Microsoft has finally found what it believes to be the perfect partner to begin training its artificial intelligence (AI) models on — Aptos Labs, a layer-1 blockchain firm that is building a ChatGPT-powered chatbot called “Aptos Assistant.”
As part of the collaboration, Microsoft’s AI models will be trained using blockchain data that has been verified by Aptos, while Aptos will also utilize Microsoft’s Azure Cloud to run its validator nodes that will hopefully enhance the reliability and security of its services.
Aptos Labs, which recently secured $350 million in funding from investors, according to Crunchbase, supports up to 160,000 transactions per second, rivaling other networks including Avalanche, Solana, and Bitcoin. When Microsoft invested $10 billion into OpenAI in 2019, it sent a powerful message throughout big tech about the need to quickly adapt, transform, and integrate.
But even before the major ChatGPT boom, Microsoft was already a step ahead in attempting to address the reality that future AI technology would naturally through bias, produce misinformation while presenting serious privacy and security risks. In 2018, the tech giant created its AI red team, comprised of interdisciplinary experts that were tasked with investigating the risks that these future AI models would bring by stepping into the shoes of these black hatters and attempting to exploit these systems.
AI + Web3
Daniel An, Microsoft’s global director of business development for AI and Web3 told TechCrunch+ that AI will be infused into these next-gen solutions at a greater scale in the coming months. Aptos Labs co-founder and CEO also told TechCrunch that the main focus for both companies is to solve its respective industries problems.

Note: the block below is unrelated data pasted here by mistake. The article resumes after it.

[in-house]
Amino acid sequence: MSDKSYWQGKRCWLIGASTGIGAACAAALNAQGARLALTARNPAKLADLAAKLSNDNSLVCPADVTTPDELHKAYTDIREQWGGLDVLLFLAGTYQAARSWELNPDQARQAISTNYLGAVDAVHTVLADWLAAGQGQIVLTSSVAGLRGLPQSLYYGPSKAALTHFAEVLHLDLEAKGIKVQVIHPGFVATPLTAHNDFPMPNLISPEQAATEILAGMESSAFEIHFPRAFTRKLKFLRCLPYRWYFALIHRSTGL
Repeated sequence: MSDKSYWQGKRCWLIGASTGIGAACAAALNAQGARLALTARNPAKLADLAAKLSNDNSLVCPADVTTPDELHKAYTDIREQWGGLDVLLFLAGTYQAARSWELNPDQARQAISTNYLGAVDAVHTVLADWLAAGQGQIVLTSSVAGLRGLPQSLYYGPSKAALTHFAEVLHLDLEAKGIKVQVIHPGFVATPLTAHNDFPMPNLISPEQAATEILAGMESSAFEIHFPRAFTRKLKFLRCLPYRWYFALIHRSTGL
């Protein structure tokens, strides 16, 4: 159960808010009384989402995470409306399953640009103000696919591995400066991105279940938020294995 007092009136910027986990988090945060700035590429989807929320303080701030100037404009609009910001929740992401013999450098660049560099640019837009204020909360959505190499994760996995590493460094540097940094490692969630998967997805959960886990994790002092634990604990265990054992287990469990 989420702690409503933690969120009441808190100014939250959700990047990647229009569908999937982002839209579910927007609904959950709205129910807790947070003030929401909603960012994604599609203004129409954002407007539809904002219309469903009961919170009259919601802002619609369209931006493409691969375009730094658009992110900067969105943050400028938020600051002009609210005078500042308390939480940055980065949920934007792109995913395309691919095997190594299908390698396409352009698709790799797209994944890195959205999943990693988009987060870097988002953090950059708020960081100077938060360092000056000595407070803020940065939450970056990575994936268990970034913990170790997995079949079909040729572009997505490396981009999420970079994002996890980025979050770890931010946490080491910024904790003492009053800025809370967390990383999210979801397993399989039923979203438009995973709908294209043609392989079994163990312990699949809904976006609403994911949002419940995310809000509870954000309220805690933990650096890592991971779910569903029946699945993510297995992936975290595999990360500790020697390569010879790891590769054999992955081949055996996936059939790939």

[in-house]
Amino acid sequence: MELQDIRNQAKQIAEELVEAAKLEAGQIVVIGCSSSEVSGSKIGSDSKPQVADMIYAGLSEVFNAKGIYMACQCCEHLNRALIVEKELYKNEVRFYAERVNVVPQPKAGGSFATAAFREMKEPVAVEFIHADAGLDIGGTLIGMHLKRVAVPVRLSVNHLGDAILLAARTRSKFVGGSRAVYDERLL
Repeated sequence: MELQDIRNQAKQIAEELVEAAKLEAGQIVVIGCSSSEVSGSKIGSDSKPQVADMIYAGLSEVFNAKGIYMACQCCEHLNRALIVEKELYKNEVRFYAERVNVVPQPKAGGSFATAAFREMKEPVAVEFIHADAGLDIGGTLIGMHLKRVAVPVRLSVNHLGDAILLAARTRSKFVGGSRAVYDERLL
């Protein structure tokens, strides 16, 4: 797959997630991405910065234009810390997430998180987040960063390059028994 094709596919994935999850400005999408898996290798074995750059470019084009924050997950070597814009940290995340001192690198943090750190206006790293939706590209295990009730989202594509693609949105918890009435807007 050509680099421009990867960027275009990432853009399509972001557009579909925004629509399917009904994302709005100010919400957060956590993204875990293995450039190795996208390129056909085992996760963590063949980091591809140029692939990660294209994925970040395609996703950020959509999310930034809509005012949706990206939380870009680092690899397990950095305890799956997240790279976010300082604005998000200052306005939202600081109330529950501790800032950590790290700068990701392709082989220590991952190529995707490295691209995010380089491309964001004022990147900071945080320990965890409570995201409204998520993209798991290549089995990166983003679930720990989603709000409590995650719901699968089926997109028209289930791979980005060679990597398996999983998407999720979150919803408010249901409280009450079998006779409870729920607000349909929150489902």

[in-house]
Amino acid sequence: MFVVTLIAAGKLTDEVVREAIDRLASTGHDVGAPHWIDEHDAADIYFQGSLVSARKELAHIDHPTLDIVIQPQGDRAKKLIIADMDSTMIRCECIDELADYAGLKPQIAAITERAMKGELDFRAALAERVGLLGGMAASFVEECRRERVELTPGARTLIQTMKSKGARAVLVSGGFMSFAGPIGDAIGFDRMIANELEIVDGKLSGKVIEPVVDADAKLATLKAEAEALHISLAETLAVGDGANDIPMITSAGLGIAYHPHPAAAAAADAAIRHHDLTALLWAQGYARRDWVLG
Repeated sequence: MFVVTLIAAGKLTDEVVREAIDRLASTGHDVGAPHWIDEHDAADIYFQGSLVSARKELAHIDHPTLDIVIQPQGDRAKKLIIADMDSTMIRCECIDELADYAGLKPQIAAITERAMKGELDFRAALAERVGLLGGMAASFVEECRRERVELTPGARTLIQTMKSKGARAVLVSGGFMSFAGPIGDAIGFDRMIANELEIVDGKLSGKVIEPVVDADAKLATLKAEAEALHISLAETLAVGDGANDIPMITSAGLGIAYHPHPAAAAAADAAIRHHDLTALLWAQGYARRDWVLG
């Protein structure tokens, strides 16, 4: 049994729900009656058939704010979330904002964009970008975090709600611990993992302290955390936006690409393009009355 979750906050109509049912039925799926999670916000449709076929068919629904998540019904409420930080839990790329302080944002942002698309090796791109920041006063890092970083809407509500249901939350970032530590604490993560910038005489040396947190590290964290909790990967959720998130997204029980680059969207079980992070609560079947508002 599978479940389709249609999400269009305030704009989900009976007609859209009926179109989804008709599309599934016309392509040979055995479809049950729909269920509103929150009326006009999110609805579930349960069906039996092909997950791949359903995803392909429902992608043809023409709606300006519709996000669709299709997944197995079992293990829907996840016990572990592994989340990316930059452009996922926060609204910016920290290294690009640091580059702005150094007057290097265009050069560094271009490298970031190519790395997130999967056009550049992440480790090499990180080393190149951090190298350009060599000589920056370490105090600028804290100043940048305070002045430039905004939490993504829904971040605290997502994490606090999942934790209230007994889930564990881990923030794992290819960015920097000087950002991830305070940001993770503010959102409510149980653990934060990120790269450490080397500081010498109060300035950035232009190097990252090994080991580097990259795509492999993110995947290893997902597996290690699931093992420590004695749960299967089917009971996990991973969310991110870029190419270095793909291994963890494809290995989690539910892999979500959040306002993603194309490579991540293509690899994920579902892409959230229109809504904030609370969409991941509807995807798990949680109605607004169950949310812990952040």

“We can become incredibly efficient in using these tools every day in our lives,” Shaikh said. “Whether it’s searching and putting together an index of the best restaurants in your neighborhood or helping you write code for your job or research.”
In efforts to foster a more transparent ecosystem of these AI-generated outputs and content production, it requires asking those more difficult questions of how to determine whether these outputs are truly authentic, free of human bias that intrinsically is rooted in most of these algorithms we’ve seen to date. Unfortunately, the models that the public has been exposed to is full of bias and what experts call “hallucinations” that very often make up facts or scenarios that never actually exist.
With U.S. lawmakers calling on Congress to approve some basic framework that governs ethical AI use, the ability for these AI applications and integrations still remains restricted. For the first half of 2023, AI startups have raised approximately $25 billion, really setting the stage of priority as compared to this crypto boom that is also facing similar challenges with respect to its regulation and classification in the financial sector.
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